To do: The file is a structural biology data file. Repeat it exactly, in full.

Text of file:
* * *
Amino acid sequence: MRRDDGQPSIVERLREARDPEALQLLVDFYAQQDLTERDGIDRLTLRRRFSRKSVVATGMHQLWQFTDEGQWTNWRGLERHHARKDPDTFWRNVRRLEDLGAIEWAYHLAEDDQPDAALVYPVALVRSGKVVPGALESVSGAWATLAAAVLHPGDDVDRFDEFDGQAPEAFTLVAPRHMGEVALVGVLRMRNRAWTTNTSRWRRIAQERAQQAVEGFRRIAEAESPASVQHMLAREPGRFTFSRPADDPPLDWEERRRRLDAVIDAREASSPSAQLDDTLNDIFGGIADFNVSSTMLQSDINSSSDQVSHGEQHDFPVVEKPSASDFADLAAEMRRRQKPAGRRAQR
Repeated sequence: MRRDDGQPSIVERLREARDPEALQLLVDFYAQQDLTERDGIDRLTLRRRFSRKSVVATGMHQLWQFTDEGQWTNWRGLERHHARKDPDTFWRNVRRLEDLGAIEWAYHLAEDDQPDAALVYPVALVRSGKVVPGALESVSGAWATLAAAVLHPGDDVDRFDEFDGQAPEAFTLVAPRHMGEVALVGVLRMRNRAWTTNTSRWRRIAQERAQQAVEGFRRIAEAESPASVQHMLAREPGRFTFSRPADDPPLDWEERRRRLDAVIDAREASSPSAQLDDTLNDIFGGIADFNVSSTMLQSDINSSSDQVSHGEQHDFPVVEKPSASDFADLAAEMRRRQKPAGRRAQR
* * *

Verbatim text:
Amino acid sequence: MRRDDGQPSIVERLREARDPEALQLLVDFYAQQDLTERDGIDRLTLRRRFSRKSVVATGMHQLWQFTDEGQWTNWRGLERHHARKDPDTFWRNVRRLEDLGAIEWAYHLAEDDQPDAALVYPVALVRSGKVVPGALESVSGAWATLAAAVLHPGDDVDRFDEFDGQAPEAFTLVAPRHMGEVALVGVLRMRNRAWTTNTSRWRRIAQERAQQAVEGFRRIAEAESPASVQHMLAREPGRFTFSRPADDPPLDWEERRRRLDAVIDAREASSPSAQLDDTLNDIFGGIADFNVSSTMLQSDINSSSDQVSHGEQHDFPVVEKPSASDFADLAAEMRRRQKPAGRRAQR
Repeated sequence: MRRDDGQPSIVERLREARDPEALQLLVDFYAQQDLTERDGIDRLTLRRRFSRKSVVATGMHQLWQFTDEGQWTNWRGLERHHARKDPDTFWRNVRRLEDLGAIEWAYHLAEDDQPDAALVYPVALVRSGKVVPGALESVSGAWATLAAAVLHPGDDVDRFDEFDGQAPEAFTLVAPRHMGEVALVGVLRMRNRAWTTNTSRWRRIAQERAQQAVEGFRRIAEAESPASVQHMLAREPGRFTFSRPADDPPLDWEERRRRLDAVIDAREASSPSAQLDDTLNDIFGGIADFNVSSTMLQSDINSSSDQVSHGEQHDFPVVEKPSASDFADLAAEMRRRQKPAGRRAQR